Ever since NASA officially decommissioned the space shuttle in 2011, Earth’s skies have been relatively free of space planes. Except for, of course, the secret one. Since 2004 the US Air Force has been operating a fully autonomous space plane, one that is slightly less secret than the Air Force may want it to be. Orbital launches are big and dramatic, making them hard to hide. Most of what we know about the space plane, un-inspiringly named X-37B, comes from its brief childhood with NASA. The X-37B was designed and built by NASA in 1999 and not handed over to the Air Force until 2004. As NASA is not a military agency, the original specifications for the space plane are public record. Since it went under Air Force control, however, almost everything about the X-37B has been classified, although we do know some things.
The X-37B has flown six missions so far, all taking off from NASA’s Kennedy space center in Cape Canaveral Florida. The secretive shuttle took off for the sixth time this past Sunday, May 17th. Its fifth mission was its longest yet, lasting more than 780 days in deep space. Some conspiracy theorists have suggested that X-37B’s real mission is more offensive than is officially stated, perhaps even attacking or kidnapping other country’s satellites. This seems highly implausible however, as the shuttle is extremely small. Its total payload size is about that of a flatbed truck, without much space to put stolen satellites. In addition, the tiny space shuttle does not have much in the way of defenses. Like the traditional space shuttle, the X-37B relies on rockets to carry it into orbit and then comes back down to land on a lengthy runway like a plane. Such extended taxiing would make it extremely vulnerable to attack in wartime, making it an extremely impractical military vehicle.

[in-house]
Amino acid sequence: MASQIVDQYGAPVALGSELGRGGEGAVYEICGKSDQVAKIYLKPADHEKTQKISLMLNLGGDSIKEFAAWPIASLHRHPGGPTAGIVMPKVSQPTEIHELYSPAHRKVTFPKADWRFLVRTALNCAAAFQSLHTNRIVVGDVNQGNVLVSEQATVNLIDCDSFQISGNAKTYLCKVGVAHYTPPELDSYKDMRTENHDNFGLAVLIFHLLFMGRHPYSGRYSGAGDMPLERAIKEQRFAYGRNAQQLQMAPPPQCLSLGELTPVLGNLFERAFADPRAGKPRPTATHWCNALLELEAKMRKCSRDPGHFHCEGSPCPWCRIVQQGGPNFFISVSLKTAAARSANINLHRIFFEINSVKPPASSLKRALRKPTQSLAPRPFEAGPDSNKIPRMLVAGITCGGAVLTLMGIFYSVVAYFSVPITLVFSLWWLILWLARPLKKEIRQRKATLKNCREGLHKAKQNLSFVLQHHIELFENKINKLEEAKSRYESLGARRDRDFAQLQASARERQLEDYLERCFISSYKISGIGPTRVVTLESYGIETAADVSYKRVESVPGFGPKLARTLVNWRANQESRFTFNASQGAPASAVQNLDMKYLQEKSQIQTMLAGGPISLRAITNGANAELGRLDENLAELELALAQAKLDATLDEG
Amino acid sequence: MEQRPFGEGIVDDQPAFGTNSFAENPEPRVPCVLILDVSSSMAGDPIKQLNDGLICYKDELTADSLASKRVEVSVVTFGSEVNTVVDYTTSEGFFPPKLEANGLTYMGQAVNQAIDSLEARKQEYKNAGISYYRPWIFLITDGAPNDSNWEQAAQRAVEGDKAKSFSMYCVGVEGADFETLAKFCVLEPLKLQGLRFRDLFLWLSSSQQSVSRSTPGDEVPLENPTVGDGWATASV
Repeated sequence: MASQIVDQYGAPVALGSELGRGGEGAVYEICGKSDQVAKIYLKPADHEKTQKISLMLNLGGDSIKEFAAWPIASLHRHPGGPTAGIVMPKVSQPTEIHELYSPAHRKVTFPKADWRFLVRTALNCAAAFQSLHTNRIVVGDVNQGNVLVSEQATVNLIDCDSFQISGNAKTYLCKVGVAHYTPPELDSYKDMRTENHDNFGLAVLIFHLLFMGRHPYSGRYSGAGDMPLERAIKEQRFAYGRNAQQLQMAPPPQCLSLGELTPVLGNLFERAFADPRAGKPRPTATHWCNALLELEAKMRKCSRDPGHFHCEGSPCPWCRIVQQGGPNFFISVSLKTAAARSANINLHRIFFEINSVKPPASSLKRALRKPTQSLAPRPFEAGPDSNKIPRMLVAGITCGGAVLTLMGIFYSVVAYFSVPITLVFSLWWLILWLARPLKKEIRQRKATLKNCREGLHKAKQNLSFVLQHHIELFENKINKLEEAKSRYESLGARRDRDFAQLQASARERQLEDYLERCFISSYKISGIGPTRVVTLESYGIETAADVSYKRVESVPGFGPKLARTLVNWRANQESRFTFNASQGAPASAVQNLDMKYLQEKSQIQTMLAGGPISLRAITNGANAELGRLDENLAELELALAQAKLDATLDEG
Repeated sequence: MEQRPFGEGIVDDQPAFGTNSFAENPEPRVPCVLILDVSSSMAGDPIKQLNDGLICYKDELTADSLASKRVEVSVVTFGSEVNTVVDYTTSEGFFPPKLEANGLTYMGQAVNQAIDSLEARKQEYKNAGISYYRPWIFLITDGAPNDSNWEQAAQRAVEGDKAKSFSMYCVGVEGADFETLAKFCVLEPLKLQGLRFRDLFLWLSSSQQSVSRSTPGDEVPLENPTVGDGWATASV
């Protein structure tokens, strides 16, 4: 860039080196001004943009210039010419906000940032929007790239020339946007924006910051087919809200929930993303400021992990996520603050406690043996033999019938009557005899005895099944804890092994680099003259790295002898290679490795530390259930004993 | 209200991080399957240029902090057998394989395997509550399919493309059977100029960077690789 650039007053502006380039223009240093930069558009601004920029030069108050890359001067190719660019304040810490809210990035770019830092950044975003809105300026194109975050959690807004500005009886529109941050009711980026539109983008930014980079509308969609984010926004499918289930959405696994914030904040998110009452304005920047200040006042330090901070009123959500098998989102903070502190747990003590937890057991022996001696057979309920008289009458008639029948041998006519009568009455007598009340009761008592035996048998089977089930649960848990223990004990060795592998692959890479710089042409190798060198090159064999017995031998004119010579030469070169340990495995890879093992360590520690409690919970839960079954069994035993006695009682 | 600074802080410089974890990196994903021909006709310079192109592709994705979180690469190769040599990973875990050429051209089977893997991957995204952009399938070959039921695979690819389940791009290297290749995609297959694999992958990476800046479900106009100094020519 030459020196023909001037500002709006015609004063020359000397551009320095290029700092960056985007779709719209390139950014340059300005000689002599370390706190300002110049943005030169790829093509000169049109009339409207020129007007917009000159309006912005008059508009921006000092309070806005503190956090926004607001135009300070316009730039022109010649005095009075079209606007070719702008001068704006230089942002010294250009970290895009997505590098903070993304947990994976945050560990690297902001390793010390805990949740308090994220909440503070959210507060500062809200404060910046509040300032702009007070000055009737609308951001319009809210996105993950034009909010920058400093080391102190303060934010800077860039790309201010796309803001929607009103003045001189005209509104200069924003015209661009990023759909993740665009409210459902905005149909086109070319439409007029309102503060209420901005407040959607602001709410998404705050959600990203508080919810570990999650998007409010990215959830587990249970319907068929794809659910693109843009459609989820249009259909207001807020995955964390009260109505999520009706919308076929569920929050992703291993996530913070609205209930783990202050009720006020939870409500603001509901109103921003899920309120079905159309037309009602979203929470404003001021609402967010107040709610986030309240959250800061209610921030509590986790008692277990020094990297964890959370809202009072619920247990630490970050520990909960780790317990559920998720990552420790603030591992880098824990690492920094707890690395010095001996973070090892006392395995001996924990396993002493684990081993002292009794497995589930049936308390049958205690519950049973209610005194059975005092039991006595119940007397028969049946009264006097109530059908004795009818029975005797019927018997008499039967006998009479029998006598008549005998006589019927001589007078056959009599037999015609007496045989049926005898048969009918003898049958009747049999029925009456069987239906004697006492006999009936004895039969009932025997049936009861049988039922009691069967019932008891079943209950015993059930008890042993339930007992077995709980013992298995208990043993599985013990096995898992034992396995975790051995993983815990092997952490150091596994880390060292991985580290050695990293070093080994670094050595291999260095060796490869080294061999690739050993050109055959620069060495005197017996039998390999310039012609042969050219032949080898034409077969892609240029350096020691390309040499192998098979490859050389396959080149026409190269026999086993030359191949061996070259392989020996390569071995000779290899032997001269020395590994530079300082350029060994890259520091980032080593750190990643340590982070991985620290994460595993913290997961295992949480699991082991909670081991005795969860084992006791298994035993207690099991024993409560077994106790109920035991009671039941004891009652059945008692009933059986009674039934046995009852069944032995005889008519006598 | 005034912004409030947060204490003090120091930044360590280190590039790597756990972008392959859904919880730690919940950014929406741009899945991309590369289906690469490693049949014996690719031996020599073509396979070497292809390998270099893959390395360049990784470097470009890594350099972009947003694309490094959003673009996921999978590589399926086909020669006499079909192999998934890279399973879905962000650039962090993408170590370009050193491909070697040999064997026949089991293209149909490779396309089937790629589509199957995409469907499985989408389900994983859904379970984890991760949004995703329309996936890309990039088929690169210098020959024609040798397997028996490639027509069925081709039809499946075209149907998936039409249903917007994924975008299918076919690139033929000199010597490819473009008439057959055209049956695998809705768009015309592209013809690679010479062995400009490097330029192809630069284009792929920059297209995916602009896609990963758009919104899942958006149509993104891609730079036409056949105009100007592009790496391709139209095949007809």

According to the US government, the stated mission of the X-37B is to “[enable] the US to more efficiently and effectively develop space capabilities necessary to maintain superiority in the space domain.” The space plane may be getting even closer to its intended mission with this most recent launch, the first to be under the direct command of the newly created US Space Force, although it is still technically considered an Air Force asset. The launch carries tools for a variety of experiments, including studies intended to measure the effect of deep space radiation on common materials and a small satellite. The rocket carrying X-37B to space this time also carried a small tribute to the COVID-19 pandemic threatening world health, with one of the rocket’s plates printed with a tribute to victims and first responders.
As with most X-37B missions, this launch is classified from beginning to end. We do not even know how long the little shuttle will be in orbit this time. Its missions have been regularly increasing in length though, so it is entirely possible that this mission will take even longer than its previous two year mission. If you are interested in learning more about the Space Force’s secret space plane you can read about it at https://www.boeing.com/defense/autonomous-systems/x37b/index.page.